I won't go into where and when I watched this film, and in what town and theatre I parked my derrière but I did check this film out beforehand at IMDb. The obvious shill reviews at the time was an incredible 5 out of 6 which is usually a red flag and a valid reason to exit the turkey pen. However against all basic instincts I grabbed a copy and watched it. First of all the good signs, I never skipped through it, and I watched it all until the credits rolled. May not be a good indication to you but it is to me. The storyline is well lets just say it's not taxing, I can safely say you don't need a special talent to come up with that one. The acting was good Treat Williams especially, but to be honest George Hamilton was the only person I thought was out of place. What possessed the director when he signed him up heaven knows, the only reason I could think of maybe it was to attract the granny fan base. On my scale it's a 6/10 not a penny more and not a penny less, a nice easy going film which questions ambition over personal relationships.

  • I am now a big fan of Treat Williams.


    I am now a big fan of Treat Williams! The Congressman is worth watching just for his outstanding performance, especially the powerful speech he delivers towards the end of the movie. I cried along with several others in the audience. There are plenty of laughs especially every George Hamilton scene. Great cinematography of a spectacularly beautiful island and very good original score. I want to see more message movies like this one. In an age and culture of snark and superficiality, this movie comes through with a seemingly old fashioned message not only of values but of those American values and standards that are worth fighting for. As others have said, this is a modern Mr. Smith Goes to Washington.

  • Lack of pretense, quiet intimacy, and excellence of presentation.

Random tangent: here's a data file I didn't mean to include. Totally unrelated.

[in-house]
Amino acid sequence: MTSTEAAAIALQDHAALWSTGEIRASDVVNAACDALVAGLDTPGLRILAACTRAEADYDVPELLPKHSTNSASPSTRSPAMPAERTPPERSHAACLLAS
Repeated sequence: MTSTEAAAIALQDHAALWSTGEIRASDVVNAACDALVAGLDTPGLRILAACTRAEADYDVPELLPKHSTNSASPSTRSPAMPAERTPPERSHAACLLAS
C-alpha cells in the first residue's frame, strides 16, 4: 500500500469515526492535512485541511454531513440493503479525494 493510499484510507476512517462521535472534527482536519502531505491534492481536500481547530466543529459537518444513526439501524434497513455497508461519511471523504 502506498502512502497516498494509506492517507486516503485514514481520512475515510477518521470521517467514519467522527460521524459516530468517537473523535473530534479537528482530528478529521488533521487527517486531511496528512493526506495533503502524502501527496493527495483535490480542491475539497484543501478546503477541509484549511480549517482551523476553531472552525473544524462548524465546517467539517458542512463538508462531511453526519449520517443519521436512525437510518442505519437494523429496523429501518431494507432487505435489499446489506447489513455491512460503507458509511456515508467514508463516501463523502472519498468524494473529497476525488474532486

A simple story of man named Charlie Winship experiencing a change of life on a Maine coastal island. That he's a U.S. Representative who has upset the entire nation by publicly questioning his oath of allegiance on the floor of Congress during an election year adds to the dynamics – but first and foremost this is a sensitively written, directed and edited film with beautifully acted scenes set on a wildly picturesque Maine coastal island. There is a flavor of Flaherty's Men of Aran about this island that allows Joe Arcidiacano's expressive cinematography to frame the story as a true to life documentary. Production values are solid for an independent, the ambiance of a small island village well captured and interesting characters abound, some played by island natives. The professional actors fit like a glove, nuanced and accent perfect, they move with the same stolid self-awareness of island people – who may be cut off from the rest of America but are definitely united with something older and deeper that comes from the sea. Ryan Merriman is a quiet riot, Elizabeth Marvel is dead center in her characterization of an intelligent island woman approaching lusty spinsterhood, Chris Conroy covers the difficult distance between a young lobsterman and aspiring artist with great sensitivity, Marshall Bell is a crusted village patriarch with too many problems to solve and Kim Blacklock is everything a boat captain should be, and more. In her film debut Miriam Hyman sparkles as Charlie's congressional aide, while Josh Mostel is exactly the kind of political functionary you don't want to find hiding in your bushes at night. The filmmakers made a wise decision to keep George Hamilton bottled up on the mainland or he would have hijacked the entire film. Treat Williams deserves a deep bow for his performance as Charlie Winship. In a long career as a leading man he's clearly guilty of having saved the best for last. Still vital and expressive, Williams' world-weary humor and unerring character touches irresistibly score points and enlist sympathy as he presents the full picture of an attractive man in quiet turmoil. In the most bizarre of all political years it may be odd to find a perfect Presidential candidate residing in a movie; but there you have it. I'm writing my vote in for Charlie Winship. If you want to know why this film rings true look no further than the script by ex-Representative Robert Mrazek that pulls more than little from his experiences as a five term Congressman from Long Island in 1980's and early '90's. Practical as only an ex-politician on a limited budget can be he builds his story from the ground up with an accumulation of telling set pieces – a half deserted lounge of a small airport on the hustings waiting for an overdue plane, a final visit to a dead marriage in a beautifully played scene between Williams and Jayne Atkinson (from House of Cards), a series of hilarious episodes in a mobile congressional office that has seen better days and saner people where Charlie meets constituents flourishing sex toys and exploded mailboxes and a unforgettably plaintive man with an Emmitt Kelly face lamenting his lost son to a useless war. Watching Williams' variations on a thousand mile stare throughout these conversations is a lesson in creative understatement. The fuse that ignites when he steps outside his Toonerville Trolley and gets tricked into demonstrating the Nazi salute to illustrate a point he's making about the pledge of allegiance – starts a smoldering trail through the Island's carpeted forests and tiny fairy houses, lobster thronged seas, mist drenched highlands and the most picturesque candlelit village bristling with diverse personalities until the dawn arrives with a thunderous surprise that forces him to return to the mainland and fight for his legacy with some powerful words from the Mrazek playbook. In the films climactic moment; a town meeting homage to Capra, Charlie gives the best political speech I've heard in this year of skinny sound bites and empty rhetoric. While his constituents digest the moment he quietly packs up his life and walks into the special sunset reserved for a man who has discovered, almost too late in life, what it was he ever really wanted to do... I hugely enjoyed the film for its difference and honesty. Some may call it predictable but I prefer unpretentious - predictable being a word I reserve for Hollywood. I look forward to seeing it again.